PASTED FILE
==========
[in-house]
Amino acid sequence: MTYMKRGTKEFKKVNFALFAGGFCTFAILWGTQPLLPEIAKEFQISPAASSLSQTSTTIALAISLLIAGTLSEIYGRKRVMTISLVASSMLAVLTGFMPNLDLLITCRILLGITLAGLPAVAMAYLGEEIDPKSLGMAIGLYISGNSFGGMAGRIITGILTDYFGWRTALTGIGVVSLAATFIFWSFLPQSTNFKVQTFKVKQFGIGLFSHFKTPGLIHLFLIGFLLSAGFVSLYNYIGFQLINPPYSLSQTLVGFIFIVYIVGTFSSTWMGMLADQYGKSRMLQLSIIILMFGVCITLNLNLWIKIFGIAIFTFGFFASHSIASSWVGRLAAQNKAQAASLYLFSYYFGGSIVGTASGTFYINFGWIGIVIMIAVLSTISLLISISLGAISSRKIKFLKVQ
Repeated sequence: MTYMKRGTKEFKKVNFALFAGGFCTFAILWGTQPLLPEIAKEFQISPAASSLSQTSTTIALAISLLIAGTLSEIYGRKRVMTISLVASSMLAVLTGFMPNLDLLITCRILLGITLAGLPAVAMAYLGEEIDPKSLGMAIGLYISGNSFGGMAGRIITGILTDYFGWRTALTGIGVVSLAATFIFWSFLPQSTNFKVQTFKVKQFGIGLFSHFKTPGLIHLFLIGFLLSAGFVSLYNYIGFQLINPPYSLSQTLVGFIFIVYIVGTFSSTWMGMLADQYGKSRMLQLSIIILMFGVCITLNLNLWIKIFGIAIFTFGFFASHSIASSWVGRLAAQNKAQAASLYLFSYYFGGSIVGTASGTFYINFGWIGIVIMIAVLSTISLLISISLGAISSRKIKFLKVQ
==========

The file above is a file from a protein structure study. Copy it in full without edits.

[in-house]
Amino acid sequence: MTYMKRGTKEFKKVNFALFAGGFCTFAILWGTQPLLPEIAKEFQISPAASSLSQTSTTIALAISLLIAGTLSEIYGRKRVMTISLVASSMLAVLTGFMPNLDLLITCRILLGITLAGLPAVAMAYLGEEIDPKSLGMAIGLYISGNSFGGMAGRIITGILTDYFGWRTALTGIGVVSLAATFIFWSFLPQSTNFKVQTFKVKQFGIGLFSHFKTPGLIHLFLIGFLLSAGFVSLYNYIGFQLINPPYSLSQTLVGFIFIVYIVGTFSSTWMGMLADQYGKSRMLQLSIIILMFGVCITLNLNLWIKIFGIAIFTFGFFASHSIASSWVGRLAAQNKAQAASLYLFSYYFGGSIVGTASGTFYINFGWIGIVIMIAVLSTISLLISISLGAISSRKIKFLKVQ
Repeated sequence: MTYMKRGTKEFKKVNFALFAGGFCTFAILWGTQPLLPEIAKEFQISPAASSLSQTSTTIALAISLLIAGTLSEIYGRKRVMTISLVASSMLAVLTGFMPNLDLLITCRILLGITLAGLPAVAMAYLGEEIDPKSLGMAIGLYISGNSFGGMAGRIITGILTDYFGWRTALTGIGVVSLAATFIFWSFLPQSTNFKVQTFKVKQFGIGLFSHFKTPGLIHLFLIGFLLSAGFVSLYNYIGFQLINPPYSLSQTLVGFIFIVYIVGTFSSTWMGMLADQYGKSRMLQLSIIILMFGVCITLNLNLWIKIFGIAIFTFGFFASHSIASSWVGRLAAQNKAQAASLYLFSYYFGGSIVGTASGTFYINFGWIGIVIMIAVLSTISLLISISLGAISSRKIKFLKVQ